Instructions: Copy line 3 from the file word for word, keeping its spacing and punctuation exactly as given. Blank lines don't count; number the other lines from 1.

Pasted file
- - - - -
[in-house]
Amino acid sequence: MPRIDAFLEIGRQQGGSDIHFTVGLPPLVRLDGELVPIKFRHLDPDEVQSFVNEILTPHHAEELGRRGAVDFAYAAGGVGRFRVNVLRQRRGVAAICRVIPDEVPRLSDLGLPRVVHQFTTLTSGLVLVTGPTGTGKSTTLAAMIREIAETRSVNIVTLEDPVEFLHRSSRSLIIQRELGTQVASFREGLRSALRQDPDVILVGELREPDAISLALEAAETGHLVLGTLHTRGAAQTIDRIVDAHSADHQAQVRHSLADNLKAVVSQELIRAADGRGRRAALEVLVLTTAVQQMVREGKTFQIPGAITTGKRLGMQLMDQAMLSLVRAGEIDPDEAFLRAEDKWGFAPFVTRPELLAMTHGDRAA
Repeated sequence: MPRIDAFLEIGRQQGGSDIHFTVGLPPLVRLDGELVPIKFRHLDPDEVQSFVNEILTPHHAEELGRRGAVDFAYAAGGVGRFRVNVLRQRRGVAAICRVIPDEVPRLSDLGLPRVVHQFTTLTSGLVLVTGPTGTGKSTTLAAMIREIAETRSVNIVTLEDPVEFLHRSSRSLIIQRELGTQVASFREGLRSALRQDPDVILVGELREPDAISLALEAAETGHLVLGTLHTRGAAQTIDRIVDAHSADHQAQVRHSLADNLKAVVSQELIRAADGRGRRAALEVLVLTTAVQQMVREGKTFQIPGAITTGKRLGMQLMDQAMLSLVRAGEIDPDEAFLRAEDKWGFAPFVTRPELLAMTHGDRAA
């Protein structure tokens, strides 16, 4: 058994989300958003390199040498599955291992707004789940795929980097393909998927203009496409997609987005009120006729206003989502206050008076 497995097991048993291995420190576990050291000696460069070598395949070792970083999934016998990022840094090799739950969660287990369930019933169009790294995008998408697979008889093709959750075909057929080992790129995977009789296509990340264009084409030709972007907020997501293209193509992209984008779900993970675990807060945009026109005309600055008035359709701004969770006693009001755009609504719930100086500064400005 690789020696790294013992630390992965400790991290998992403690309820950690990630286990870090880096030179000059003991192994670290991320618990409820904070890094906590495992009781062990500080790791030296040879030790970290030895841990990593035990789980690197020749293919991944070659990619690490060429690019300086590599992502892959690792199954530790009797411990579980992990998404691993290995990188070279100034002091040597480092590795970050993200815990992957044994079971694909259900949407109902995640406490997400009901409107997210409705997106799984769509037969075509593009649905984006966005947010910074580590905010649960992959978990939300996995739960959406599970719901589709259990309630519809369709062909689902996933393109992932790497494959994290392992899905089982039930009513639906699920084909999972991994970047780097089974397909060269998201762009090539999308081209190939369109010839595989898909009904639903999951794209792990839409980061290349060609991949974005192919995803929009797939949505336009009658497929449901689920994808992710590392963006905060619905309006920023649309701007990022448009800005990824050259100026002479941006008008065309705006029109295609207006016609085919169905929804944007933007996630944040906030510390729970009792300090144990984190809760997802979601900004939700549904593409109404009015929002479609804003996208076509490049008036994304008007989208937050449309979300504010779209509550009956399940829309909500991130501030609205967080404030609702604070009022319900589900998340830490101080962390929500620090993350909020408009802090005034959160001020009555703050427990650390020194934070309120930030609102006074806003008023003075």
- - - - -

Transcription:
Repeated sequence: MPRIDAFLEIGRQQGGSDIHFTVGLPPLVRLDGELVPIKFRHLDPDEVQSFVNEILTPHHAEELGRRGAVDFAYAAGGVGRFRVNVLRQRRGVAAICRVIPDEVPRLSDLGLPRVVHQFTTLTSGLVLVTGPTGTGKSTTLAAMIREIAETRSVNIVTLEDPVEFLHRSSRSLIIQRELGTQVASFREGLRSALRQDPDVILVGELREPDAISLALEAAETGHLVLGTLHTRGAAQTIDRIVDAHSADHQAQVRHSLADNLKAVVSQELIRAADGRGRRAALEVLVLTTAVQQMVREGKTFQIPGAITTGKRLGMQLMDQAMLSLVRAGEIDPDEAFLRAEDKWGFAPFVTRPELLAMTHGDRAA